We started elimination communication (EC) with Dash when he was 2.5 months (11 weeks) old. He pees or poops in a regular adult toilet (with a toilet seat reducer) 2-4 times a day almost every day. After he poops in the toilet, I just blot his butt with two squares of toilet paper, flush the toilet, diaper him, and I’m done! He is diapered 24/7.
What is EC?
EC refers to potty training an infant, including from birth. It involves making a pssst sound and holding the baby in a potty/toilet position whenever the baby pees or poops, thereby helping the baby associate that sound and that posture with bodily elimination. That way, when you hold the baby over the potty/toilet and make that sound, the baby will eliminate.
How Do I EC?
I seat Dash on a miniature infant potty or a toilet seat reducer and make the pssst sound a few times. I also make the sound when he actually starts peeing or pooping into the potty/toilet. After about 4-5 minutes on the potty/toilet, regardless of whether he went or not, I give him the ASL sign for “all done” and take him off the potty/toilet and diaper him.
What Got Me Into EC?
I first learned about EC when I read online that Gisele Bündchen potty trained her kids to be diaper-free by the time they were each six months old. At that time, I was skeptical and had assumed that EC would take much money and time to practice.
But I was wrong. I was able to EC with success, at least part time, using half-hearted effort and no nannies or money being poured into EC.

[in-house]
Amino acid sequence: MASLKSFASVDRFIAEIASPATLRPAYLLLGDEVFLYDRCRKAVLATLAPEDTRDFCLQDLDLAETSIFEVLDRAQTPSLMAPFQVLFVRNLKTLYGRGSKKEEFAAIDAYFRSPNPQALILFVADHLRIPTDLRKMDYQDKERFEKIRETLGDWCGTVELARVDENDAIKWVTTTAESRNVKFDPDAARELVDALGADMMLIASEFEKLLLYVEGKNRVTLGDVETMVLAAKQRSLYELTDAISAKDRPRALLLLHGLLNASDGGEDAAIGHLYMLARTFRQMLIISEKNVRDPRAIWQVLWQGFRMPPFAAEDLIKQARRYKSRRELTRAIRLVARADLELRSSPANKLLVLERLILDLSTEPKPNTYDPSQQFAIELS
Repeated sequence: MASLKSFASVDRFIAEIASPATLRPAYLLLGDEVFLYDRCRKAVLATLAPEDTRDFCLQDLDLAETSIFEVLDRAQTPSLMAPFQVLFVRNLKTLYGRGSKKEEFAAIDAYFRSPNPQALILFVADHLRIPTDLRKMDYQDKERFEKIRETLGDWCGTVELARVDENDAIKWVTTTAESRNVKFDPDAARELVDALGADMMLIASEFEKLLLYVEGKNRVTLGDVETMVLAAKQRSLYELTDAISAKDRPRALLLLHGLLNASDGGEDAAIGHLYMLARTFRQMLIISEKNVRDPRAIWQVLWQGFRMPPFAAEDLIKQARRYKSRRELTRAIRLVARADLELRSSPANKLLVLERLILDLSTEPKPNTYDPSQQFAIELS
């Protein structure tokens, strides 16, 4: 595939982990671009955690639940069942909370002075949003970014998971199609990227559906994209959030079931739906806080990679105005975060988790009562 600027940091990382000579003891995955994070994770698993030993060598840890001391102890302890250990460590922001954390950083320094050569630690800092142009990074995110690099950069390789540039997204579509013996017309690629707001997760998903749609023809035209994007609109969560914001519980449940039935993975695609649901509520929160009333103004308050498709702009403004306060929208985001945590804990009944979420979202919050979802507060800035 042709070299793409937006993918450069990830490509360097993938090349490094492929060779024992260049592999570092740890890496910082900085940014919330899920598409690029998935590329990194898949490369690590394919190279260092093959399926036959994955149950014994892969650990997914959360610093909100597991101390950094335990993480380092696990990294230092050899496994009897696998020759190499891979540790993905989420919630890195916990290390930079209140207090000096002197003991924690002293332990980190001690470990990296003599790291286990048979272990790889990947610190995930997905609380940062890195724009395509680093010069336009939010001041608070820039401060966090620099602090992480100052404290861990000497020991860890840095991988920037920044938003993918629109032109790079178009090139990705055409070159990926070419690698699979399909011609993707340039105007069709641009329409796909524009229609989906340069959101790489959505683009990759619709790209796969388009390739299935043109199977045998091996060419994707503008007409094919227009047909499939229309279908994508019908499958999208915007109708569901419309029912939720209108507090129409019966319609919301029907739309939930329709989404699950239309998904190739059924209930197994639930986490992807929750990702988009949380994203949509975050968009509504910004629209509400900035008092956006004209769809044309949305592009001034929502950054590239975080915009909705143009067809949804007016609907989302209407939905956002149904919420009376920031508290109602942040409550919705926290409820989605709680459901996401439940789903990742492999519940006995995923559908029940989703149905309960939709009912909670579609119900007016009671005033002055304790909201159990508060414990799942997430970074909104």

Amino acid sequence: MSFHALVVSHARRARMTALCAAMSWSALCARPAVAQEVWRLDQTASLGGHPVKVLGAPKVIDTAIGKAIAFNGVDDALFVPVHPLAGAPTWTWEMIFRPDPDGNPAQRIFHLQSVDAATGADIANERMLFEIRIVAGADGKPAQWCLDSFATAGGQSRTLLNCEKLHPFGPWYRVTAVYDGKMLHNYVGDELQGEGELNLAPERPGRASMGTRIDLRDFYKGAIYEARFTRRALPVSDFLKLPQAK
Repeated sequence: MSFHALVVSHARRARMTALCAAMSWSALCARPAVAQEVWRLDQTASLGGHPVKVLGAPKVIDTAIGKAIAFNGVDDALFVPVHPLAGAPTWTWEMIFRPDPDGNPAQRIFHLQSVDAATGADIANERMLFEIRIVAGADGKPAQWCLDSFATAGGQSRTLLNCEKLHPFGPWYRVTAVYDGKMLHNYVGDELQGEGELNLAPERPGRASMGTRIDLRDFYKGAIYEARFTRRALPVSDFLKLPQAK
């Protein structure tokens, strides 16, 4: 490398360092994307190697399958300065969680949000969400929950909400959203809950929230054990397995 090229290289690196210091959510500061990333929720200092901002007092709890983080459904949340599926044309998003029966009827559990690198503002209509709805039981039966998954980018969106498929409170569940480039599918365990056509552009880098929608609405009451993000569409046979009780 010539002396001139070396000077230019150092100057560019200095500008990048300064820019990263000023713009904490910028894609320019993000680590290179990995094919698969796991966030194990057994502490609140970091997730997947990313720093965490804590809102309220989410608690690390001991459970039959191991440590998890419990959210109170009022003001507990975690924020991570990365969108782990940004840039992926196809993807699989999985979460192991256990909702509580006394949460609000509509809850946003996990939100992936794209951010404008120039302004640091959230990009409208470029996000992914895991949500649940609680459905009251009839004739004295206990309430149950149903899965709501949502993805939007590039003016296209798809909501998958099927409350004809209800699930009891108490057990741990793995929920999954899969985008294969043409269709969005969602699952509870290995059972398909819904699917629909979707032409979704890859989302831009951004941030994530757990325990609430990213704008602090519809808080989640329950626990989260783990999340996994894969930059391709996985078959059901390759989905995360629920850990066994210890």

Thank you Gisele. I like that you worry about landfills. I do too.
How Did I Start EC’ing?
I read an EC book, then I ordered online a miniature infant potty (TinyUndies infant potty), which is somewhat difficult to find in this country. Then I just started seating him on the potty at the times that are known to be “easy catch” EC times, such as during diaper changes, during or after feeding, and before and after placing him in a car seat or a baby carrier.
I caught three pees and poops on his first day of EC’ing. On his fourth day of EC’ing, I caught 12! That was the most I’ve caught so far. EC was a smooth sailing success right from the beginning.
After a few days of doing EC and realizing that EC is completely doable, I ordered online a toilet seat reducer (Prince Lionheart weePOD), and that is what Care Bear and I primarily use for EC’ing. Much easier than cleaning up the potty.
I skipped the “observation” stage of EC, where you keep the baby diaper-free and half-naked for a few hours to learn what bodily and facial expressions the baby makes when the baby pees or poops. I didn’t want to deal with the clean up. It turns out the observation stage was not needed for Dash. He started peeing/pooping multiple times on the potty on his first day of EC’ing anyways.
How Do I Clean the Potty?
We dump the contents into the toilet, spray water into the potty over the toilet to get the remaining content out, spray the inside of the potty with a disinfectant, slush the disinfectant around with some water and discard, run the potty under hot water for a few seconds, and shake the water off the potty.
Suffice to say that we rarely use the infant potty any more, because flushing the toilet is less work than washing out the potty.
How Do I Know When to Take Him to the Potty?